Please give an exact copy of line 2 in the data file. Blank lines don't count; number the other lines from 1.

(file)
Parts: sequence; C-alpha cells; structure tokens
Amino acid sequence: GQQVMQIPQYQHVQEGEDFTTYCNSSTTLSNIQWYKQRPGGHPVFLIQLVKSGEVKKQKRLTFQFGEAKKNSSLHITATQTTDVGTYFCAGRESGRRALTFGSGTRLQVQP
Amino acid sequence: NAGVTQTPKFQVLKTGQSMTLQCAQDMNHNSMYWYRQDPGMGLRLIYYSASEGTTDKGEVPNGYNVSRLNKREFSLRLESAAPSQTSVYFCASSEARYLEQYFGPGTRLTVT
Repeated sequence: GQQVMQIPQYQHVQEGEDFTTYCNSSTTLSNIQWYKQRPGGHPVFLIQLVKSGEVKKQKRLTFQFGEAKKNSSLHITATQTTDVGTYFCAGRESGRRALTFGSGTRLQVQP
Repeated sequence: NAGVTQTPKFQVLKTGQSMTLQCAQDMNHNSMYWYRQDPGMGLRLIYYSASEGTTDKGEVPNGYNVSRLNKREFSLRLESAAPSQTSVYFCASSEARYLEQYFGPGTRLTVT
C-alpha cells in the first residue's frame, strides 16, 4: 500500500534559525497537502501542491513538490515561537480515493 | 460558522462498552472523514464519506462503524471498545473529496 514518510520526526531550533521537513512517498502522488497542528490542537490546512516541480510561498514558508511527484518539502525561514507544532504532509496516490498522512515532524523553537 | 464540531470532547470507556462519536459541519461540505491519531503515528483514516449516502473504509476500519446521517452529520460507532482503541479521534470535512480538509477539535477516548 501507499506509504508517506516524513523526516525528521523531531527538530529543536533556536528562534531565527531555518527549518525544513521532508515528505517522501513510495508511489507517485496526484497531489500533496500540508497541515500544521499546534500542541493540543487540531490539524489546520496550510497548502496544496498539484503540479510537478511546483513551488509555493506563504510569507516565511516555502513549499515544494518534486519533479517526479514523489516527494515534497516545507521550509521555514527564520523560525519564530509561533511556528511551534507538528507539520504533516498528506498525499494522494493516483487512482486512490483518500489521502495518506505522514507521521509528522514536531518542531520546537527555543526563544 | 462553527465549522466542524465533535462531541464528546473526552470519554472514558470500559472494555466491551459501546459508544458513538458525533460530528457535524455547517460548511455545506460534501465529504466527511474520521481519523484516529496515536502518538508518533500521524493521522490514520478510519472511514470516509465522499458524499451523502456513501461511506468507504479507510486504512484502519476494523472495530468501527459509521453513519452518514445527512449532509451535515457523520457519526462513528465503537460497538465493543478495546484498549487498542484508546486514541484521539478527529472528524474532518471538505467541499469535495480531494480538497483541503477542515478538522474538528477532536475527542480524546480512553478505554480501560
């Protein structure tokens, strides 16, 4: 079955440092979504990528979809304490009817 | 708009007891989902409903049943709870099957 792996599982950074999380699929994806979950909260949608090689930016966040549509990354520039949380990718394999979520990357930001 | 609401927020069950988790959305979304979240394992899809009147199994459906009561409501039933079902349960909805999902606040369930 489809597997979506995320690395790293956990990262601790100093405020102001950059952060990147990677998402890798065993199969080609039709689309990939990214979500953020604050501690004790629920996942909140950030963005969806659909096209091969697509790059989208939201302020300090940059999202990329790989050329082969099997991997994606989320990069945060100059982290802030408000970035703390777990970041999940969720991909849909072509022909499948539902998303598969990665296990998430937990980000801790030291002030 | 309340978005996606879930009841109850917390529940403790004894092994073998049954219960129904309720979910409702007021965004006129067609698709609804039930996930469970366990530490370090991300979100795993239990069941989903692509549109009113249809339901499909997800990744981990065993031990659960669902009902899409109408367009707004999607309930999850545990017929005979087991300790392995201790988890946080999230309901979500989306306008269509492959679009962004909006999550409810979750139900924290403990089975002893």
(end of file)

Amino acid sequence: GQQVMQIPQYQHVQEGEDFTTYCNSSTTLSNIQWYKQRPGGHPVFLIQLVKSGEVKKQKRLTFQFGEAKKNSSLHITATQTTDVGTYFCAGRESGRRALTFGSGTRLQVQP